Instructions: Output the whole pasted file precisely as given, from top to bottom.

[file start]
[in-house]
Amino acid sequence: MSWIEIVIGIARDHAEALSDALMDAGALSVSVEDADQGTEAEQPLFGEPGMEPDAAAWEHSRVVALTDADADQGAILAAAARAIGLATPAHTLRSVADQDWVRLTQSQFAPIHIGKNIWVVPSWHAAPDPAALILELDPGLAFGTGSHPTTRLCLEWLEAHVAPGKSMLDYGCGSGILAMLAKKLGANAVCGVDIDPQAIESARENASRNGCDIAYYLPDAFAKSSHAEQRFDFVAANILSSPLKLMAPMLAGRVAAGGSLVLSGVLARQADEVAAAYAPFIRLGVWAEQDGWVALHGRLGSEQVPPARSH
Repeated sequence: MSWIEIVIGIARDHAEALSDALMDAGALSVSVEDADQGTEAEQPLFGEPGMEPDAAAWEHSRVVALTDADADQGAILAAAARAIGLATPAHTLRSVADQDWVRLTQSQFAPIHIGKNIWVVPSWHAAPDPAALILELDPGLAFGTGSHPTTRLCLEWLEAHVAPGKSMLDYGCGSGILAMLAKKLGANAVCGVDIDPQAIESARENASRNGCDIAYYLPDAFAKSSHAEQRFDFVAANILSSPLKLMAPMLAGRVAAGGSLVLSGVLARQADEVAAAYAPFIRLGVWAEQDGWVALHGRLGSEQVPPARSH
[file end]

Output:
[in-house]
Amino acid sequence: MSWIEIVIGIARDHAEALSDALMDAGALSVSVEDADQGTEAEQPLFGEPGMEPDAAAWEHSRVVALTDADADQGAILAAAARAIGLATPAHTLRSVADQDWVRLTQSQFAPIHIGKNIWVVPSWHAAPDPAALILELDPGLAFGTGSHPTTRLCLEWLEAHVAPGKSMLDYGCGSGILAMLAKKLGANAVCGVDIDPQAIESARENASRNGCDIAYYLPDAFAKSSHAEQRFDFVAANILSSPLKLMAPMLAGRVAAGGSLVLSGVLARQADEVAAAYAPFIRLGVWAEQDGWVALHGRLGSEQVPPARSH
Repeated sequence: MSWIEIVIGIARDHAEALSDALMDAGALSVSVEDADQGTEAEQPLFGEPGMEPDAAAWEHSRVVALTDADADQGAILAAAARAIGLATPAHTLRSVADQDWVRLTQSQFAPIHIGKNIWVVPSWHAAPDPAALILELDPGLAFGTGSHPTTRLCLEWLEAHVAPGKSMLDYGCGSGILAMLAKKLGANAVCGVDIDPQAIESARENASRNGCDIAYYLPDAFAKSSHAEQRFDFVAANILSSPLKLMAPMLAGRVAAGGSLVLSGVLARQADEVAAAYAPFIRLGVWAEQDGWVALHGRLGSEQVPPARSH